Is there a way to protect the rights of the victims and to get the culture of fear and violence out of Colombia?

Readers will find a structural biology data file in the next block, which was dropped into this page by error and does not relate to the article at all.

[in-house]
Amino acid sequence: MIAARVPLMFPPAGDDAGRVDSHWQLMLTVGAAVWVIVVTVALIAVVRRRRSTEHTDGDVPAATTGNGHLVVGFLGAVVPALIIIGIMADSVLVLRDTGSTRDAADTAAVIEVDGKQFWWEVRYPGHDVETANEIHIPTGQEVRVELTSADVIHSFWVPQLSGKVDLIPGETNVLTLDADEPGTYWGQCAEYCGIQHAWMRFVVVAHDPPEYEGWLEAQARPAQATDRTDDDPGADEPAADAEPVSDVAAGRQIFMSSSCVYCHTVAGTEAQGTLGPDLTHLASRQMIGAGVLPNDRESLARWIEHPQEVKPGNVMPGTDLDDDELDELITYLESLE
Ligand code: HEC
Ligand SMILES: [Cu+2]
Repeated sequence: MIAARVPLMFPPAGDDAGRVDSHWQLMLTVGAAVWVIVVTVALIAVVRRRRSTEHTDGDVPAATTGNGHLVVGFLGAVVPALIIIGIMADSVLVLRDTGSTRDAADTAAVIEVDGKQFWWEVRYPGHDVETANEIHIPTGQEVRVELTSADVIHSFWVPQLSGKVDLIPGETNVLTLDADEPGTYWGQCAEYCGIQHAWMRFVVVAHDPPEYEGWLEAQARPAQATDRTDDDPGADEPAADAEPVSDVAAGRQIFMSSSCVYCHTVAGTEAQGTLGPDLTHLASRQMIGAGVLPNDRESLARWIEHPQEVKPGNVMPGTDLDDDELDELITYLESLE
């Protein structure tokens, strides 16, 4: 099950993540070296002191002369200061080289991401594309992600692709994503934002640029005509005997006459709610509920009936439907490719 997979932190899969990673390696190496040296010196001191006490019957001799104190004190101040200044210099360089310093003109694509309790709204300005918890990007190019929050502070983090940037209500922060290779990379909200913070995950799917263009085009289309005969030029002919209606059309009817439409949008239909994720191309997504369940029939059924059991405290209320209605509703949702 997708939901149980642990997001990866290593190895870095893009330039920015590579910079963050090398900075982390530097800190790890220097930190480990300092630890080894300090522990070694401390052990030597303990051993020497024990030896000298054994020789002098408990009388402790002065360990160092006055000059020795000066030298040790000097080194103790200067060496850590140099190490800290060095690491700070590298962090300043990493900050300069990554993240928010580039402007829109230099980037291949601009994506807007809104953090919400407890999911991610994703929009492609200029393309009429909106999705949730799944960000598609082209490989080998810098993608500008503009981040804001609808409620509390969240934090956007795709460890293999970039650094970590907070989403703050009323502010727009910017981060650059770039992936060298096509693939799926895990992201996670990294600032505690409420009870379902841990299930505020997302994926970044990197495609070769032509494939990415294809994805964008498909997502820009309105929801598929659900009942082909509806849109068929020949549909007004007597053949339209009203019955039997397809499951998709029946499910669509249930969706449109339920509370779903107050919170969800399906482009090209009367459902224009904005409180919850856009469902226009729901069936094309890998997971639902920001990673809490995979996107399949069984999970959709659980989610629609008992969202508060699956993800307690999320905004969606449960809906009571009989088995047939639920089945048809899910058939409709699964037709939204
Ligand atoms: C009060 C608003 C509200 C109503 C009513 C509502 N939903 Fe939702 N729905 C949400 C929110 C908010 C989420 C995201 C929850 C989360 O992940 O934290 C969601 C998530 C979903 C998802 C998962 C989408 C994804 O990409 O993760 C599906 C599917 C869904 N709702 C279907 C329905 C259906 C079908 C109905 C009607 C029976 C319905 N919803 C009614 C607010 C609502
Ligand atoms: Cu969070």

After the demobilization of the paramilitaries, the peace treaty and consequent disarmament of the FARC guerrillas was facilitated by the United Nations in 2016. This was probably the most important result of the peace treaty. Former guerrilla fighters were supported with monthly grants and training programs, and their identities were legitimized with new identity cards—this represented the first step toward reintegration. However, the incorporation of the peace treaty into national legislation proved difficult due to regional conditions. As the system of majority representation in Congress delayed adaptation considerably, only six of thirteen legislative initiatives and 64 decrees were issued by 2018. The new laws made it possible for former combatants to receive amnesty, provided they did not violate human rights. This is an important and interesting norm, as Jernej Letnar Černič in his chapter "Corporate accountability concerning socio-economic rights in Colombia" notes. Černič argues that the norm is a starting point for the consideration and protection of human rights and access to justice for victims. However, there are still many problems with the implementation of further laws, in particular concerning looted lands. For example, although the courts have become largely independent, there are still practical and structural barriers. As Černič points out, there is a lack of trust in the executive branch, because it was also involved in crimes and murders. In addition, organized crime has connections to politics and can continue to operate in the rainforest, sometimes undetected. That is why, as Černič writes, there is still a long way to go to effectively protect the rights of the victims and to get the culture of fear and violence out of Colombia. In fact, Caritas International has observed an increase in violence in many regions since the signing of the peace treaty. The citizens continue to suffer from the country's structural weaknesses and are plagued by fear from rival regional groups. Those who work for human rights on the ground are probably also particularly affected—at least 295 activists have been killed since 2016. The state lacks sufficient capacity to bring order to rural areas and it is not present in many regions. Support must be given to the rural population, which has been disproportionately hit by decades of conflict and suffers from inequality in the country. Distrust of the guerrillas remains strong. Accordingly, structural development is essential for sustainable peace, which must be achieve swiftly prevent a resurgence of the conflict. Especially in view of the supporting role Columbia plays in helping refugees from Venezuela. This challenge is an enormous burden for peace and structures in Colombia.